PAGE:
Sinead O'Connor has popped up on the Oprah Winfrey programme - bravely overcoming her dislike of ever talking to the popular media - to reveal some details of her difficult life. Which, it turns out, is a metaphor:
We're not entirely sure why a bucket would be full of tears, or, indeed, why a bucket would have pores in the first place. And if the bucket was porous, why would you fill it with anything. Still, we know what she meant.
She also issues a vaguely Charles Spencer style warning to the press over the hounding of Britney:
O'Connor said it seems the media is constantly watching for Spears to make a mistake raising her children, but that no parents are perfect.
"I think to attack someone as a mother is very dangerous," she said. "I would say that's what puts a young girl on a precipice which is very, very dangerous, in my opinion. Some people may end up really regretting the way they're treating her."
When the National Enquirer passes comment on how Britney's raising her children, it's tattle driving her to the point of suicide. When Sinead O'Connor does the same thing, it's sisterly concern.
There may or mayn't be any truth in the claim that Britney got no support from those around her (funny that Sinead's alright with judging them on a chat show) but shouldn't it be easy for a woman of Spears' means to buy in any extra support she felt she needed? Having two babies in two years doesn't make you incapable of asking your management team to sort out a cleaner or a nanny or whatever, and millions of women manage to cope with similarly sized families without going to pieces - perhaps because they have no choice.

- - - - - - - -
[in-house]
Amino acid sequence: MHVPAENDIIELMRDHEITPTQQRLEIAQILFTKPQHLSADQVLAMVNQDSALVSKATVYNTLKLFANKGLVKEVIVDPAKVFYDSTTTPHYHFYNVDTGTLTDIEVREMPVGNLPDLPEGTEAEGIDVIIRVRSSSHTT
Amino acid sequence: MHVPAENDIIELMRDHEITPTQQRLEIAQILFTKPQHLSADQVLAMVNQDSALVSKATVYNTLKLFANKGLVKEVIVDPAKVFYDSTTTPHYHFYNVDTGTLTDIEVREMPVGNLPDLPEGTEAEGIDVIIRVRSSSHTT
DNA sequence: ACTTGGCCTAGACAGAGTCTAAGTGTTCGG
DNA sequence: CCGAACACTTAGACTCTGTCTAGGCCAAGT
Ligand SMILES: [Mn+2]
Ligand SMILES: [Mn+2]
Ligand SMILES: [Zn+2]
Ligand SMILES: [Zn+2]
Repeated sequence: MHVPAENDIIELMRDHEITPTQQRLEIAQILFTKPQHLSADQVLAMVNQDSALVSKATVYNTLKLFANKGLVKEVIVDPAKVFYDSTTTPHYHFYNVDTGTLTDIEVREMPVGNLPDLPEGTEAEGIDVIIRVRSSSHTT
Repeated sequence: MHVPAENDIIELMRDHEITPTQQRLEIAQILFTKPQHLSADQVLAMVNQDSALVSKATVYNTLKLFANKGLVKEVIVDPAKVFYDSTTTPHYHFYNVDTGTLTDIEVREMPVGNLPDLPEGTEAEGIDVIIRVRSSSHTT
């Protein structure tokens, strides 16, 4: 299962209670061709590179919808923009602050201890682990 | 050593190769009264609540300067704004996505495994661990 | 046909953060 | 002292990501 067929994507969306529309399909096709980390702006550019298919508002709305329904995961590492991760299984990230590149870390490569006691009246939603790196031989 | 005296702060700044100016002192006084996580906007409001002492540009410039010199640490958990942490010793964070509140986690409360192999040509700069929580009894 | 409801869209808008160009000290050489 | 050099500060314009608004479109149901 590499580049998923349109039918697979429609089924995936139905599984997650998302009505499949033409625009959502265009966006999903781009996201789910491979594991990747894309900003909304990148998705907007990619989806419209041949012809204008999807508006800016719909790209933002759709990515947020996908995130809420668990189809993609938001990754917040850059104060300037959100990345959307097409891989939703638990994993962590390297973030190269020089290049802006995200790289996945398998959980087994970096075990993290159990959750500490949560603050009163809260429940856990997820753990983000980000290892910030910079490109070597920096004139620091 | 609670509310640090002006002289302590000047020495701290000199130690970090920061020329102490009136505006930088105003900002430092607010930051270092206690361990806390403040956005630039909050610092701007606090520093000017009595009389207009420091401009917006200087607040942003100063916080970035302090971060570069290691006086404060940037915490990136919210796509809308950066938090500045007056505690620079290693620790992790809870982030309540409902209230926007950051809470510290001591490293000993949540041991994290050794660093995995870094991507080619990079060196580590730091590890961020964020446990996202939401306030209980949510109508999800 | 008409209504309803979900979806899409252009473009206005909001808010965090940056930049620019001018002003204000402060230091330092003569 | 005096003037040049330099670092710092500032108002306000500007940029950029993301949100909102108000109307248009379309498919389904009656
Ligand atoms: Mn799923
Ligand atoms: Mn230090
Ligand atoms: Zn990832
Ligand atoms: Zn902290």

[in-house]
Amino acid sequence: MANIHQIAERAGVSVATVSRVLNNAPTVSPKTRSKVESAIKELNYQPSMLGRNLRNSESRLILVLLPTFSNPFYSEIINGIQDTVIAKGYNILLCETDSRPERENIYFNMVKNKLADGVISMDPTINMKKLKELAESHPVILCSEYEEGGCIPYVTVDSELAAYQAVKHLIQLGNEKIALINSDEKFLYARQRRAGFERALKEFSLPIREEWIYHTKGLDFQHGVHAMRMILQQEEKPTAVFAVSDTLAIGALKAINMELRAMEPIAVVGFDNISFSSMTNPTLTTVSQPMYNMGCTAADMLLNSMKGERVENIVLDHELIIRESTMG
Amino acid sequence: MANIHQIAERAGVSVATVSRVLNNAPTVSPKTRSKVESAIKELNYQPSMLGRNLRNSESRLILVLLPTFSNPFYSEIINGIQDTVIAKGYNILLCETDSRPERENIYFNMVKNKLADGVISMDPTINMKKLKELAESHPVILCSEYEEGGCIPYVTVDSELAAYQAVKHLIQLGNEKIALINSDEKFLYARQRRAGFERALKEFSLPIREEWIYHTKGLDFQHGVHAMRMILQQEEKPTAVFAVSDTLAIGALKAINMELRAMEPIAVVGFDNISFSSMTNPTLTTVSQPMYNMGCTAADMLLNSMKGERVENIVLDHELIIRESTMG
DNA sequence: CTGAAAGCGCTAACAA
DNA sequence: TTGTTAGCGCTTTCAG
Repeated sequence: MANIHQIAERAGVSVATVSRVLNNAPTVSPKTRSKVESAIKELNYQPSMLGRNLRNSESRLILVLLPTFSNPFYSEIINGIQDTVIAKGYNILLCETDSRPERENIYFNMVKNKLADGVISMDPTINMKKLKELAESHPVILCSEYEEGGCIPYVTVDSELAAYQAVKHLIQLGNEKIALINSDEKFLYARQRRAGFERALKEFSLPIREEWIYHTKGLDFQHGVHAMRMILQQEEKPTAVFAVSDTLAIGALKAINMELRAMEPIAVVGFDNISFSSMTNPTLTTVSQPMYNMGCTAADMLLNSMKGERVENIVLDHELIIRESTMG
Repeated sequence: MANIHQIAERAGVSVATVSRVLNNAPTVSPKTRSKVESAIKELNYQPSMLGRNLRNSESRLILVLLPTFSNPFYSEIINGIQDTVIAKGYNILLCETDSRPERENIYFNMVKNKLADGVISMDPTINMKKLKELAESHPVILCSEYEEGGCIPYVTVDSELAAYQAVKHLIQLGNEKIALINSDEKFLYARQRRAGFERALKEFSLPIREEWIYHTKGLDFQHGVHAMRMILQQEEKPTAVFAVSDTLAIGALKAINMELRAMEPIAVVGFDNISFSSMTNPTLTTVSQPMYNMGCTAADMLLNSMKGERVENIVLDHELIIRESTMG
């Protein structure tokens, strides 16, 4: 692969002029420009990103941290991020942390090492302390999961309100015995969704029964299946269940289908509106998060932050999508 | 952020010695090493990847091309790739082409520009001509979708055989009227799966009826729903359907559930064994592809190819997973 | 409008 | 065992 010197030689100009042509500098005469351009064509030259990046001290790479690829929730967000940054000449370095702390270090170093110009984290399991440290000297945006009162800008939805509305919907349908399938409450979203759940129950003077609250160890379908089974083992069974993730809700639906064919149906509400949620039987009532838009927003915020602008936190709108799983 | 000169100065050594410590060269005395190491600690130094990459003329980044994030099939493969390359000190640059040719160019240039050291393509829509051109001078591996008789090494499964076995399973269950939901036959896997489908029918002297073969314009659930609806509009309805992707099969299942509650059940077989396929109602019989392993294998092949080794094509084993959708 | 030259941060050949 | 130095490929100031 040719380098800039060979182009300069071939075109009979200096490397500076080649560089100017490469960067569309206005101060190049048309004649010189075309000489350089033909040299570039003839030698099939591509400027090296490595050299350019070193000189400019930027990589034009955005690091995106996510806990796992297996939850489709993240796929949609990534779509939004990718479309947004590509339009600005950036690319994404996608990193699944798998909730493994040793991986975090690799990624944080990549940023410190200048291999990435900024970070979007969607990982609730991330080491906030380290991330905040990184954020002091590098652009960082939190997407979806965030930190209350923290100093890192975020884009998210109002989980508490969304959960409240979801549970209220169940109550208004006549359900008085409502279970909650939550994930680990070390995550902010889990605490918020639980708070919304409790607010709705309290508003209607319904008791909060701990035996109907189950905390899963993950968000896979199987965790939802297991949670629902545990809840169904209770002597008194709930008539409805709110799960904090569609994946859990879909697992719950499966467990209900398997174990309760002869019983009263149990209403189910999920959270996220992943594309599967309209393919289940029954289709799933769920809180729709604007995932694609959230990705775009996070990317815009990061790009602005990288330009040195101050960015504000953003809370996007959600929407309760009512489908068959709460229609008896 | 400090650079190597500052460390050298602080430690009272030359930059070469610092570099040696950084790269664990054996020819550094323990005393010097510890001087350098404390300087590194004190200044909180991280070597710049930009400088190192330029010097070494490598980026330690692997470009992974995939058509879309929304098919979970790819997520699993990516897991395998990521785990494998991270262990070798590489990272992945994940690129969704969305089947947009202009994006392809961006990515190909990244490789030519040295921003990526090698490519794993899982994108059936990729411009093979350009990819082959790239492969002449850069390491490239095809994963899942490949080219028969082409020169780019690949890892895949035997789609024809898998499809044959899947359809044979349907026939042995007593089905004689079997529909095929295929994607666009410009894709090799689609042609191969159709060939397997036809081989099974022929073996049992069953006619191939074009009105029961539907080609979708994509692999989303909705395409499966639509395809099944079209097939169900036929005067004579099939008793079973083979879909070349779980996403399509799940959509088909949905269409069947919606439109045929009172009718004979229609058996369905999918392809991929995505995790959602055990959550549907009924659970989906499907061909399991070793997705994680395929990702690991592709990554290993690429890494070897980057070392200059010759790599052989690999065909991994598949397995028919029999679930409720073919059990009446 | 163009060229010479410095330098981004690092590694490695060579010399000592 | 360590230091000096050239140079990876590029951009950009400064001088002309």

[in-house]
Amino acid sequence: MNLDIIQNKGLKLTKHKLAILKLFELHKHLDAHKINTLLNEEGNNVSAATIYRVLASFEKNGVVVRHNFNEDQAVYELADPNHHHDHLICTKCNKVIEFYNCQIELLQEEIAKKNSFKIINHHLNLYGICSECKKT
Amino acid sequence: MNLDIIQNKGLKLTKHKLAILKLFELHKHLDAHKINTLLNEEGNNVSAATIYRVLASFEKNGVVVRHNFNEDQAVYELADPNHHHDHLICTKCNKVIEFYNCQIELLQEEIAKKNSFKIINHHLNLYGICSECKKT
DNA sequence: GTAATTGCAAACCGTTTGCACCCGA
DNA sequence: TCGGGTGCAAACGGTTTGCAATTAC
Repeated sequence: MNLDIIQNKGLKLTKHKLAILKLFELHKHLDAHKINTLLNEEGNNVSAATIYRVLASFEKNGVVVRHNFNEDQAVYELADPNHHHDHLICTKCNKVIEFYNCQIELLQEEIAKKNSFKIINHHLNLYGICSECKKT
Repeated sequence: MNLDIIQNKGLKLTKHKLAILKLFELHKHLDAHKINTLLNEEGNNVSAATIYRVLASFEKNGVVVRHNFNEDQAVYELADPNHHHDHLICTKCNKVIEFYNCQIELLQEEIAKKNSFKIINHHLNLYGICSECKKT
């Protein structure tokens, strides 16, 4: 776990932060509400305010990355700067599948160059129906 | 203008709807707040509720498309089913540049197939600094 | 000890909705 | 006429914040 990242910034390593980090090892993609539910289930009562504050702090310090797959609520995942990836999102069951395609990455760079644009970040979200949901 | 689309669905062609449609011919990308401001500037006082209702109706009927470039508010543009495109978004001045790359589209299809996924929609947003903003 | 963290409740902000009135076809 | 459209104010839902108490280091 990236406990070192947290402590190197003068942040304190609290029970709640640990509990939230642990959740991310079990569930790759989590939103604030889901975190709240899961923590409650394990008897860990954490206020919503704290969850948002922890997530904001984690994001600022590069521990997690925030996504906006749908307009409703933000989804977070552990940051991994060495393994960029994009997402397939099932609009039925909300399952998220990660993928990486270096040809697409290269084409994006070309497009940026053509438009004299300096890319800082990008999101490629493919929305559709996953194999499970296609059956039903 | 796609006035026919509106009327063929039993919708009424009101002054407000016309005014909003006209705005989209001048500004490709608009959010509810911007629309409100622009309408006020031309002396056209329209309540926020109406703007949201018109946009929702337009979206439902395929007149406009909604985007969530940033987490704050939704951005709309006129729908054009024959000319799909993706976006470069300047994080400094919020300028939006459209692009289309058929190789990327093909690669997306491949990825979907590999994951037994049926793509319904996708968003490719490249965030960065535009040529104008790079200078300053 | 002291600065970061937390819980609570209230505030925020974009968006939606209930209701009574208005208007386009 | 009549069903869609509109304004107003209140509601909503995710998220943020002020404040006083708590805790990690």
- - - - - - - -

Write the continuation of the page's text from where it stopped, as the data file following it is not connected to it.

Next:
Likewise, it's easy to blame the press - but while they might increase the pressure by running photos of her tumbling out of bars when she's preparing for custody cases, they can hardly be blamed for her being there in the first place. If you don't want the papers to keep running stories about you, stop giving them stories to run.